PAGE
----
The Magic of Carefully Crafting Liquids

Droplets containing two liquids with different properties can be made into fluid machines. Engineers in the lab of Stanford University’s Manu Prakash (creator of the 50-cent paper microscope) found that mixtures of simple ingredients like water and propylene glycol-based food coloring could propel themselves in intricate patterns and move other droplets around a standard glass slide.

“We demonstrate experimentally and analytically that these droplets are stabilized by evaporation-induced surface tension gradients and that they move in response to the vapour emitted by neighbouring droplets,” the authors write in a paper published yesterday in the journal Nature. “Our fundamental understanding of this robust system enabled us to construct a wide variety of autonomous fluidic machines out of everyday materials.”

The work trying to understand the dynamics of these different fluids began with an unexpected observation by coauthor and bioengineering graduate student Nate Cira in 2009. While completing an unrelated experiment as an undergraduate, Cira noticed that drops of food coloring began to move of their own accord on a glass slide. See video below.

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What happens to a liquid in a cold vacuum? Does it boil or freeze? These animations of liquid nitrogen (LN2) in a vacuum chamber demonstrate the answer: first one, then the other! The top image shows an overview of the process. At standard conditions, liquid nitrogen has a boiling point of 77 Kelvin, about 200 degrees C below room temperature; as a result, LN2 boils at room temperature. As pressure is lowered in the vacuum chamber, LN2’s boiling point also decreases. In response, the boiling becomes more vigorous, as seen in the second row of images. This increased boiling hastens the evaporation of the nitrogen, causing the temperature of the remaining LN2 to drop, the same way sweat evaporating cools our bodies. When the temperature drops low enough, the nitrogen freezes, as seen in the third row of images. This freezing happens so quickly that the nitrogen molecules do not form a crystalline lattice. Instead they are an amorphous solid, like glass. As the residual heat of the metal surface warms the solid nitrogen, the molecules realign into a crystalline lattice, causing the snow-like flakes and transition seen in the last image. Water can also form an amorphous ice if frozen quickly enough. In fact, scientists suspect this to be the most common form of water ice in the interstellar medium. (GIF credit: scientificvisuals; original source: Chef Steps, video; h/t to freshphotons)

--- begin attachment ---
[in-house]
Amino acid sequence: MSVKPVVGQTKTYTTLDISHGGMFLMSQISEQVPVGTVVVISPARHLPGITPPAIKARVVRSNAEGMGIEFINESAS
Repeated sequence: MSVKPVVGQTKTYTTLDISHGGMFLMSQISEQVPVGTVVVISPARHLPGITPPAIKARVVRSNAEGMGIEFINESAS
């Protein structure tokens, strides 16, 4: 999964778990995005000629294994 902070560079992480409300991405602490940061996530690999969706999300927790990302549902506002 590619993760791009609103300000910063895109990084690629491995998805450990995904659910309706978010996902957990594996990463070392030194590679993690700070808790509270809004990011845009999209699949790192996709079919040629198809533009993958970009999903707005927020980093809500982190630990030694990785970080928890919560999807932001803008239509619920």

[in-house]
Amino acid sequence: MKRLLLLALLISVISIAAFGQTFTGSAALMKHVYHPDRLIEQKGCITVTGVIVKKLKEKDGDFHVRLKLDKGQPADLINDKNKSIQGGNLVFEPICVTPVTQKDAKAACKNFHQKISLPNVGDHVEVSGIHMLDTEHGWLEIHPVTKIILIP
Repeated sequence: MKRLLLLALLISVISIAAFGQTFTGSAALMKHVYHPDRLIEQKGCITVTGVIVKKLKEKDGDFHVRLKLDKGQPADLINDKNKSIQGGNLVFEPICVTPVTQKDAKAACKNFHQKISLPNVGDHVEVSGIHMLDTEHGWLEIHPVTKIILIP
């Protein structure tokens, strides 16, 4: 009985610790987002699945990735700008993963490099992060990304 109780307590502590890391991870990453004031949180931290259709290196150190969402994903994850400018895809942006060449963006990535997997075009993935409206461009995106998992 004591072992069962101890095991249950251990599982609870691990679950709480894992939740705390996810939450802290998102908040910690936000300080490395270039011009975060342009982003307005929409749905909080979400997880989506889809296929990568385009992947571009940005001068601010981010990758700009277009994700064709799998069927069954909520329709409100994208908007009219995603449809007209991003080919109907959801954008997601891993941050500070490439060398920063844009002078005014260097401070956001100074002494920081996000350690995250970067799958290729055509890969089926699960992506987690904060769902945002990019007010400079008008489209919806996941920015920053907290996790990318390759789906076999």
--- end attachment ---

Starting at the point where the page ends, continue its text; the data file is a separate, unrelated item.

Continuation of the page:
The Leidenfrost Effect - Allowing water to flow uphill.


Superfluid helium can leak through glass and climb out of its container

This incredible video proves that helium isn’t just a voice-raising gas. In its superfluid state it also defies gravity, has zero friction and can leak through glass.

Watch and get excited.

Source: ryanhaart/YouTube


Artist Fabian Oefner enjoys capturing both art and science in his work. In his latest series, “Orchid”, the blossom-like images are the result of splashes. He layered multiple colors of paint, ending with a top layer of black or white, then dropped a sphere into the paint. The images show how the colors mix and rebound, a delicate splash crown seen from above. The liquid sheet thickens at the rim and breaks up into ligaments from the instability of the crown’s edge. It makes for a remarkable demonstration of the effects of momentum and surface tension. Several of Oefner’s previous collections have appeared on FYFD (1, 2, 3). (Photo credit: F. Oefner)


John Tickle walks (quickly) on a pool of (non-Newtonian) custard, but what happens when he stands still?


Photographers Cassandra Warner and Jeremy Floto produced the "Clourant" series of high-speed photographs of colorful liquid splashes. The artists took special care to disguise the origin of splashes, making them appear like frozen sculptures. The photos are beautiful examples of making fluid effects and instabilities. Many of them feature thin liquid sheets with thicker rims just developing ligaments. In other spots, surface tension has been wholly overcome by momentum’s effects and what was once ligaments has exploded into a spray of droplets. (Photo credit: C. Warner and J. Floto; submitted by jshoer; via Colossal)


It’s tough to get much closer to flowing lava than this video of freshly forming coastline in Hawaii. Lava is complex fluid, with viscous properties that vary significantly with chemical composition, temperature and deformation. Here, despite being very viscous, the lava flows quickly—perhaps even turbulently. Several times it forms a heap and even shows signs of the rope-coiling instability familiar from viscous fluids like honey. All in all, it’s quite mesmerizing. (Video credit: K. Singson; submitted by Stuart B.)